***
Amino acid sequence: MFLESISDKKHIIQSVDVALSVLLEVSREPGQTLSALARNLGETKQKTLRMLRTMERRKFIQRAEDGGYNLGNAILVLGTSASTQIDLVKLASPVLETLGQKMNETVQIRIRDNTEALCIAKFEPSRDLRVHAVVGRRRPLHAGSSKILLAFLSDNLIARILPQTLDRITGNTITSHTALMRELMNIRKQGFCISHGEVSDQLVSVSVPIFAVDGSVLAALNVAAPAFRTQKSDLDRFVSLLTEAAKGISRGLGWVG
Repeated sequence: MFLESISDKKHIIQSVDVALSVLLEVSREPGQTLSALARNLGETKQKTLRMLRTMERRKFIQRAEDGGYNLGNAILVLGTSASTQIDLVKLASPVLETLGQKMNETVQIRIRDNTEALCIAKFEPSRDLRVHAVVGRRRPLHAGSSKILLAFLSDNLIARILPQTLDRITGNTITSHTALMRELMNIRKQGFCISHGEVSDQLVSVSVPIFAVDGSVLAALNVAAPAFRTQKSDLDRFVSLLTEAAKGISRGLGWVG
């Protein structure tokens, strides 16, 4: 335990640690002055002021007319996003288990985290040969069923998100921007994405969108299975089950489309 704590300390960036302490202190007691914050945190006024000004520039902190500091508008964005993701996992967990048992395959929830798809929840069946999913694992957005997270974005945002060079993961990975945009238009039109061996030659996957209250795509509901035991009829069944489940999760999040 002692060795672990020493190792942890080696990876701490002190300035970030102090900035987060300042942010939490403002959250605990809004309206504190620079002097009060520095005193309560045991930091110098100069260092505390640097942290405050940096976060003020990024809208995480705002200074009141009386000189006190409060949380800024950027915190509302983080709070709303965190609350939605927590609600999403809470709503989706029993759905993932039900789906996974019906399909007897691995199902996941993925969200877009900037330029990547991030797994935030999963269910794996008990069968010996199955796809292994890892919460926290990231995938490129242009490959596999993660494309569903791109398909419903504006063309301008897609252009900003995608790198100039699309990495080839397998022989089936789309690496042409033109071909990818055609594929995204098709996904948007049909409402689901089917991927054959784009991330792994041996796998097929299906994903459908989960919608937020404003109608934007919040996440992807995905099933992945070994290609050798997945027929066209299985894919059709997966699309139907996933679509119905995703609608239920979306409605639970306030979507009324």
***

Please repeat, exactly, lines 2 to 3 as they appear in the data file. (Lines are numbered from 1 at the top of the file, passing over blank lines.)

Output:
Repeated sequence: MFLESISDKKHIIQSVDVALSVLLEVSREPGQTLSALARNLGETKQKTLRMLRTMERRKFIQRAEDGGYNLGNAILVLGTSASTQIDLVKLASPVLETLGQKMNETVQIRIRDNTEALCIAKFEPSRDLRVHAVVGRRRPLHAGSSKILLAFLSDNLIARILPQTLDRITGNTITSHTALMRELMNIRKQGFCISHGEVSDQLVSVSVPIFAVDGSVLAALNVAAPAFRTQKSDLDRFVSLLTEAAKGISRGLGWVG
């Protein structure tokens, strides 16, 4: 335990640690002055002021007319996003288990985290040969069923998100921007994405969108299975089950489309 704590300390960036302490202190007691914050945190006024000004520039902190500091508008964005993701996992967990048992395959929830798809929840069946999913694992957005997270974005945002060079993961990975945009238009039109061996030659996957209250795509509901035991009829069944489940999760999040 002692060795672990020493190792942890080696990876701490002190300035970030102090900035987060300042942010939490403002959250605990809004309206504190620079002097009060520095005193309560045991930091110098100069260092505390640097942290405050940096976060003020990024809208995480705002200074009141009386000189006190409060949380800024950027915190509302983080709070709303965190609350939605927590609600999403809470709503989706029993759905993932039900789906996974019906399909007897691995199902996941993925969200877009900037330029990547991030797994935030999963269910794996008990069968010996199955796809292994890892919460926290990231995938490129242009490959596999993660494309569903791109398909419903504006063309301008897609252009900003995608790198100039699309990495080839397998022989089936789309690496042409033109071909990818055609594929995204098709996904948007049909409402689901089917991927054959784009991330792994041996796998097929299906994903459908989960919608937020404003109608934007919040996440992807995905099933992945070994290609050798997945027929066209299985894919059709997966699309139907996933679509119905995703609608239920979306409605639970306030979507009324």